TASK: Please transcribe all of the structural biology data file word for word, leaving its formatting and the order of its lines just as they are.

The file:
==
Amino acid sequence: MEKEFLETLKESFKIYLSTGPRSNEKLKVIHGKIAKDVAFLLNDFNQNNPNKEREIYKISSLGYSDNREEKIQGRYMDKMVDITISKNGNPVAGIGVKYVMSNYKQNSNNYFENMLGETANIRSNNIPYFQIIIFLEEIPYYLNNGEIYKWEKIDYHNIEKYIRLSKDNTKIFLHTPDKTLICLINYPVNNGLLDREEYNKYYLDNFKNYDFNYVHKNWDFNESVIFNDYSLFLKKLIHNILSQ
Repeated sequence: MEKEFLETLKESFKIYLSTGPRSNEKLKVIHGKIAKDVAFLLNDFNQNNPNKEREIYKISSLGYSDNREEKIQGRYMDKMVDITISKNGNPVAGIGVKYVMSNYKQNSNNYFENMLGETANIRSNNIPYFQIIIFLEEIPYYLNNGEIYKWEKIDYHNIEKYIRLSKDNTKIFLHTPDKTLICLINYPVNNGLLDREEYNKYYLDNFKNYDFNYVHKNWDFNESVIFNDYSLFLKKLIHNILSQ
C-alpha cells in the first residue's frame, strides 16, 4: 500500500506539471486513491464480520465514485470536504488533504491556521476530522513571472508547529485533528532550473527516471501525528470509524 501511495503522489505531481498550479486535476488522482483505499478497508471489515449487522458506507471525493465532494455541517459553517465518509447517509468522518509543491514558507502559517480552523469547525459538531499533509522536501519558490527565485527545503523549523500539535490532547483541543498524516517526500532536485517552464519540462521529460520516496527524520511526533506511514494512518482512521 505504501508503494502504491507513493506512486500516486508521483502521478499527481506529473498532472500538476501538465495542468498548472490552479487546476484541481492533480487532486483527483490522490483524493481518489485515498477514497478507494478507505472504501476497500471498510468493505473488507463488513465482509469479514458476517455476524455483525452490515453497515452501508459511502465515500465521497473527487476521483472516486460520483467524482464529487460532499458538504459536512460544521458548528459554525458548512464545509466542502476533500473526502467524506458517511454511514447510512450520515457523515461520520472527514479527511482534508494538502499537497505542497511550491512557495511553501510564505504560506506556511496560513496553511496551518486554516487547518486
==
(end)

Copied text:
Amino acid sequence: MEKEFLETLKESFKIYLSTGPRSNEKLKVIHGKIAKDVAFLLNDFNQNNPNKEREIYKISSLGYSDNREEKIQGRYMDKMVDITISKNGNPVAGIGVKYVMSNYKQNSNNYFENMLGETANIRSNNIPYFQIIIFLEEIPYYLNNGEIYKWEKIDYHNIEKYIRLSKDNTKIFLHTPDKTLICLINYPVNNGLLDREEYNKYYLDNFKNYDFNYVHKNWDFNESVIFNDYSLFLKKLIHNILSQ
Repeated sequence: MEKEFLETLKESFKIYLSTGPRSNEKLKVIHGKIAKDVAFLLNDFNQNNPNKEREIYKISSLGYSDNREEKIQGRYMDKMVDITISKNGNPVAGIGVKYVMSNYKQNSNNYFENMLGETANIRSNNIPYFQIIIFLEEIPYYLNNGEIYKWEKIDYHNIEKYIRLSKDNTKIFLHTPDKTLICLINYPVNNGLLDREEYNKYYLDNFKNYDFNYVHKNWDFNESVIFNDYSLFLKKLIHNILSQ
C-alpha cells in the first residue's frame, strides 16, 4: 500500500506539471486513491464480520465514485470536504488533504491556521476530522513571472508547529485533528532550473527516471501525528470509524 501511495503522489505531481498550479486535476488522482483505499478497508471489515449487522458506507471525493465532494455541517459553517465518509447517509468522518509543491514558507502559517480552523469547525459538531499533509522536501519558490527565485527545503523549523500539535490532547483541543498524516517526500532536485517552464519540462521529460520516496527524520511526533506511514494512518482512521 505504501508503494502504491507513493506512486500516486508521483502521478499527481506529473498532472500538476501538465495542468498548472490552479487546476484541481492533480487532486483527483490522490483524493481518489485515498477514497478507494478507505472504501476497500471498510468493505473488507463488513465482509469479514458476517455476524455483525452490515453497515452501508459511502465515500465521497473527487476521483472516486460520483467524482464529487460532499458538504459536512460544521458548528459554525458548512464545509466542502476533500473526502467524506458517511454511514447510512450520515457523515461520520472527514479527511482534508494538502499537497505542497511550491512557495511553501510564505504560506506556511496560513496553511496551518486554516487547518486